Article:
Adolescent exposures to cosmetic chemicals of concern
By Rebecca Sutton, Ph.D., Staff Scientist, September 2008
Laboratory tests reveal adolescent girls across America are contaminated with chemicals commonly used in cosmetics and body care products. Environmental Working Group (EWG) detected 16 chemicals from 4 chemical families - phthalates, triclosan, parabens, and musks - in blood and urine samples from 20 teen girls aged 14-19. Studies link these chemicals to potential health effects including cancer and hormone disruption. These tests feature first-ever exposure data for parabens in teens, and indicate that young women are widely exposed to this common class of cosmetic preservatives, with 2 parabens, methylparaben and propylparaben, detected in every single girl tested.
This work represents the first focused look at teen exposures to chemicals of concern in cosmetics, exposures that occur during a period of accelerated development. Adolescence encompasses maturation of the reproductive, immune, blood, and adrenal hormone systems, rapid bone growth associated with the adolescent "growth spurt," shifts in metabolism, and key changes to brain structure and function. Alterations in an array of sex hormones, present in the body at levels as low as one part per billion (ppb), or even one part per trillion (ppt), guide this transformation to adulthood. Emerging research suggests that teens may be particularly sensitive to exposures to trace levels of hormone-disrupting chemicals like the ones targeted in this study, given the cascade of closely interrelated hormonal signals orchestrating the transformation from childhood to adulthood.
During this window of vulnerability to toxic assault, adolescent girls typically experiment with an increasing number and variety of body care products. Teen study participants used an average of nearly 17 personal care products each day, while the average adult woman uses just 12 products daily. Thus, teens may unknowingly expose themselves to higher levels of cosmetic ingredients linked to potential health effects at a time when their bodies are more susceptible to chemical damage.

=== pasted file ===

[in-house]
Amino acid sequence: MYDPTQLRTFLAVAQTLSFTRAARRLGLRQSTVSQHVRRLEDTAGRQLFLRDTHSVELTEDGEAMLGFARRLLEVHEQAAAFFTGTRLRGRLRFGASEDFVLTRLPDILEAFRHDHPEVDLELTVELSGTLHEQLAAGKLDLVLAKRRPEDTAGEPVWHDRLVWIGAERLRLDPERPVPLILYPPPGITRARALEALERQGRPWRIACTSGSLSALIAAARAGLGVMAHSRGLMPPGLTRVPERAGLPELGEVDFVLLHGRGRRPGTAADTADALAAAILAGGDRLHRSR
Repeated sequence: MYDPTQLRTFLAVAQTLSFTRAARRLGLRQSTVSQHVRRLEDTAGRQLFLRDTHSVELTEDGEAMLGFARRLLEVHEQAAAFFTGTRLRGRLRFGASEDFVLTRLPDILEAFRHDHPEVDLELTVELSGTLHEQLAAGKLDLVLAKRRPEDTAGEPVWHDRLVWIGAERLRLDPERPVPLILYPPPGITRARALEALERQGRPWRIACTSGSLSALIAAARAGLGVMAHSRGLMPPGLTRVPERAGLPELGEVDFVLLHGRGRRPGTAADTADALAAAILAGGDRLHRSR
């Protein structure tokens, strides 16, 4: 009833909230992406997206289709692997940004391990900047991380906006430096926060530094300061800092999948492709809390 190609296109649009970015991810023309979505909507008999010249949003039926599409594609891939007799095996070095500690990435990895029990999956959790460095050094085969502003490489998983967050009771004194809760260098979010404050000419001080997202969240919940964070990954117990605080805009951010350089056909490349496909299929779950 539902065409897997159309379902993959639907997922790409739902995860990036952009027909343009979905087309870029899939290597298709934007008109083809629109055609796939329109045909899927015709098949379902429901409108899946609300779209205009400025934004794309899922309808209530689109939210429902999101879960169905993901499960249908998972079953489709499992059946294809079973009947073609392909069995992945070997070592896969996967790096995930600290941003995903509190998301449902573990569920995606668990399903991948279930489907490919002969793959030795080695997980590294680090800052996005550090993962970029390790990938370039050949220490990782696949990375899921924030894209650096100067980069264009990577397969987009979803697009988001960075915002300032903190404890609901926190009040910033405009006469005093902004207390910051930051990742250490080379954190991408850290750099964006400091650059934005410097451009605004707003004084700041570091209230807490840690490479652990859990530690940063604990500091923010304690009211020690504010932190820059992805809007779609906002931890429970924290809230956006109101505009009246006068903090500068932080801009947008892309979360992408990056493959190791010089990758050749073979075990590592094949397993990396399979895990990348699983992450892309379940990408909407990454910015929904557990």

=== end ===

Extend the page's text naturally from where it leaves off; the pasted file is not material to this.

Cosmetics and other personal care products are an alarming example of government and industry failures to protect public health. Federal health statutes do not require companies to test products or ingredients for safety before they are sold. As a result, nearly all personal care products contain ingredients that have not been assessed for safety by any accountable agency, and that are not required to meet standards of safety. To protect the health of teens and all Americans, we recommend action:
The federal government must set comprehensive safety standards for cosmetics and other personal care products.
Teens should make healthy choices for themselves by reducing the number of products they use, and by using our Shopper’s Guide to Safe Cosmetics to select safer products.
Companies must reformulate products to protect consumers from exposure to potentially toxic chemicals, untested ingredients, and noxious impurities.
Wednesday, December 24, 2008
- I am dedicated to helping you achieve balance through proper nutrition. My goal is to educate, guide and empower individuals towards a healthy, productive lifestyle. Stress, the environment, and many extraneous factors affect the health and well being of our bodies. I recognize that fact and focus on treating the whole person; not merely symptoms of a problem. I integrate aspects of the mind, body and spirit in order to achieve total health. Health is about the totality of a person. Not one's body parts.